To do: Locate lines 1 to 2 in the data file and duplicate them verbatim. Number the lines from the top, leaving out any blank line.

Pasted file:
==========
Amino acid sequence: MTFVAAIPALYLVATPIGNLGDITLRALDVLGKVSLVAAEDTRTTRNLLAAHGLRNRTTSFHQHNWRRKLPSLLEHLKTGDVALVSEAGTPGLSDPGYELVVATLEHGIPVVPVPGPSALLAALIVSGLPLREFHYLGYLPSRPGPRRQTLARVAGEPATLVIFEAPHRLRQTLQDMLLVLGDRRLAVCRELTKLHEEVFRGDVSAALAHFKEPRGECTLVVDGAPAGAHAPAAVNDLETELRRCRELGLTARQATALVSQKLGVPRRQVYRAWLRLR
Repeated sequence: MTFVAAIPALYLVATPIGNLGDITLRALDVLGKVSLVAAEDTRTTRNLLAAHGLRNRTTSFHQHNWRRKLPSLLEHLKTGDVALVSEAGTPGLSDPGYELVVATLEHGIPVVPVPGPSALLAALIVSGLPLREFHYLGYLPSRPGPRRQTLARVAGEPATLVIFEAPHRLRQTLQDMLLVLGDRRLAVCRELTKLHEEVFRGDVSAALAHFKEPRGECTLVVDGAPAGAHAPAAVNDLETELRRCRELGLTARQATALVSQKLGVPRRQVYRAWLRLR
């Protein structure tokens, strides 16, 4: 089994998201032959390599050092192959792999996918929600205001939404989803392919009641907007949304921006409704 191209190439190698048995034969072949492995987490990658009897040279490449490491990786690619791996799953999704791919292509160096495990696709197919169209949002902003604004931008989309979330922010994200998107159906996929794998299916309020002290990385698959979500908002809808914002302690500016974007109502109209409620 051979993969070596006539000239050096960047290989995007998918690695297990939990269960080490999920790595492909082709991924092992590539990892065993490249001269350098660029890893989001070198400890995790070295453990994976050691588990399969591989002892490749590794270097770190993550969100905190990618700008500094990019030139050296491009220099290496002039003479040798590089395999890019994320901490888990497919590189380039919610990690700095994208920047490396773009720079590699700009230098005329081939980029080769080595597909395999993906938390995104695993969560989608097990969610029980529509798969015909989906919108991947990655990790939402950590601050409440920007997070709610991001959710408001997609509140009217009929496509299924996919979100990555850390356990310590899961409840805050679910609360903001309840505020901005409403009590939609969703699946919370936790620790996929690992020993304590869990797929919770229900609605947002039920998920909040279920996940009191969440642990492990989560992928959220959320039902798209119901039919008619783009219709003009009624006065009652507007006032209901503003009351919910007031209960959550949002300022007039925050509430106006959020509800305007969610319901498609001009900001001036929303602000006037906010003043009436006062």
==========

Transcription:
Amino acid sequence: MTFVAAIPALYLVATPIGNLGDITLRALDVLGKVSLVAAEDTRTTRNLLAAHGLRNRTTSFHQHNWRRKLPSLLEHLKTGDVALVSEAGTPGLSDPGYELVVATLEHGIPVVPVPGPSALLAALIVSGLPLREFHYLGYLPSRPGPRRQTLARVAGEPATLVIFEAPHRLRQTLQDMLLVLGDRRLAVCRELTKLHEEVFRGDVSAALAHFKEPRGECTLVVDGAPAGAHAPAAVNDLETELRRCRELGLTARQATALVSQKLGVPRRQVYRAWLRLR
Repeated sequence: MTFVAAIPALYLVATPIGNLGDITLRALDVLGKVSLVAAEDTRTTRNLLAAHGLRNRTTSFHQHNWRRKLPSLLEHLKTGDVALVSEAGTPGLSDPGYELVVATLEHGIPVVPVPGPSALLAALIVSGLPLREFHYLGYLPSRPGPRRQTLARVAGEPATLVIFEAPHRLRQTLQDMLLVLGDRRLAVCRELTKLHEEVFRGDVSAALAHFKEPRGECTLVVDGAPAGAHAPAAVNDLETELRRCRELGLTARQATALVSQKLGVPRRQVYRAWLRLR